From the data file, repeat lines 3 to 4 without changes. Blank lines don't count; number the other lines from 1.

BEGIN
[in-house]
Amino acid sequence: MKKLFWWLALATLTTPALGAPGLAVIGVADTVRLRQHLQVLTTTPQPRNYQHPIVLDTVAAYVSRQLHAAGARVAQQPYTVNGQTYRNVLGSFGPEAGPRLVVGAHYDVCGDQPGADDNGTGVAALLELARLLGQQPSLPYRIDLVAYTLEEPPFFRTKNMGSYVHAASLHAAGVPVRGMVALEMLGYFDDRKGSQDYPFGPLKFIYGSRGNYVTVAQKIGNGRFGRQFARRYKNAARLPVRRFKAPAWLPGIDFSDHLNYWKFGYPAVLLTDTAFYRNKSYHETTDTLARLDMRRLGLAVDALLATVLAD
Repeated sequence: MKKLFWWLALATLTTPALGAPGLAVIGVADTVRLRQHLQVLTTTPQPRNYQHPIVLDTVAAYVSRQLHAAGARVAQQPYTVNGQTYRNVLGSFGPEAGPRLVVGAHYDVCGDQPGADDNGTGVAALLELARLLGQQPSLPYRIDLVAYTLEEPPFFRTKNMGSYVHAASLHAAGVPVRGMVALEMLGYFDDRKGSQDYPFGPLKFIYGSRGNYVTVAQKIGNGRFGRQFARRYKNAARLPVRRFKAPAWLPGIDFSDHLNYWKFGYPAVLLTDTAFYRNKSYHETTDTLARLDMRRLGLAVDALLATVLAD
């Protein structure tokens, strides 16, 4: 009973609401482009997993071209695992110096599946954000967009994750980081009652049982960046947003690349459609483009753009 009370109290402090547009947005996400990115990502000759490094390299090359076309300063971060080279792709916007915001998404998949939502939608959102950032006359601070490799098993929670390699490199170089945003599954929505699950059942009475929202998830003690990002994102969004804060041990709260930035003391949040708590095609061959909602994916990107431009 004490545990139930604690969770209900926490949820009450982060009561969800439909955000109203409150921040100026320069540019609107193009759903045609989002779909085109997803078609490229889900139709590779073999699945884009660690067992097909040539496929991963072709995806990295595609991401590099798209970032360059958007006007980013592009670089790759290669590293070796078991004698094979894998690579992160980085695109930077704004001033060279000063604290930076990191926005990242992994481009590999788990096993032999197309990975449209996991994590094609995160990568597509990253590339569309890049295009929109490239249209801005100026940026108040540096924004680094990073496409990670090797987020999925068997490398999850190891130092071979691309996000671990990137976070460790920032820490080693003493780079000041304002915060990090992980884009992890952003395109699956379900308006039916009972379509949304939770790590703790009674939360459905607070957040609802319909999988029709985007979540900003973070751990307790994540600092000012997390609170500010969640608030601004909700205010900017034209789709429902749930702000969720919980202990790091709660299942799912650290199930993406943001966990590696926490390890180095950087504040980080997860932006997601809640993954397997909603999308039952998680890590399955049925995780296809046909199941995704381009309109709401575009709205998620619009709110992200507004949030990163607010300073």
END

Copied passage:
Repeated sequence: MKKLFWWLALATLTTPALGAPGLAVIGVADTVRLRQHLQVLTTTPQPRNYQHPIVLDTVAAYVSRQLHAAGARVAQQPYTVNGQTYRNVLGSFGPEAGPRLVVGAHYDVCGDQPGADDNGTGVAALLELARLLGQQPSLPYRIDLVAYTLEEPPFFRTKNMGSYVHAASLHAAGVPVRGMVALEMLGYFDDRKGSQDYPFGPLKFIYGSRGNYVTVAQKIGNGRFGRQFARRYKNAARLPVRRFKAPAWLPGIDFSDHLNYWKFGYPAVLLTDTAFYRNKSYHETTDTLARLDMRRLGLAVDALLATVLAD
């Protein structure tokens, strides 16, 4: 009973609401482009997993071209695992110096599946954000967009994750980081009652049982960046947003690349459609483009753009 009370109290402090547009947005996400990115990502000759490094390299090359076309300063971060080279792709916007915001998404998949939502939608959102950032006359601070490799098993929670390699490199170089945003599954929505699950059942009475929202998830003690990002994102969004804060041990709260930035003391949040708590095609061959909602994916990107431009 004490545990139930604690969770209900926490949820009450982060009561969800439909955000109203409150921040100026320069540019609107193009759903045609989002779909085109997803078609490229889900139709590779073999699945884009660690067992097909040539496929991963072709995806990295595609991401590099798209970032360059958007006007980013592009670089790759290669590293070796078991004698094979894998690579992160980085695109930077704004001033060279000063604290930076990191926005990242992994481009590999788990096993032999197309990975449209996991994590094609995160990568597509990253590339569309890049295009929109490239249209801005100026940026108040540096924004680094990073496409990670090797987020999925068997490398999850190891130092071979691309996000671990990137976070460790920032820490080693003493780079000041304002915060990090992980884009992890952003395109699956379900308006039916009972379509949304939770790590703790009674939360459905607070957040609802319909999988029709985007979540900003973070751990307790994540600092000012997390609170500010969640608030601004909700205010900017034209789709429902749930702000969720919980202990790091709660299942799912650290199930993406943001966990590696926490390890180095950087504040980080997860932006997601809640993954397997909603999308039952998680890590399955049925995780296809046909199941995704381009309109709401575009709205998620619009709110992200507004949030990163607010300073």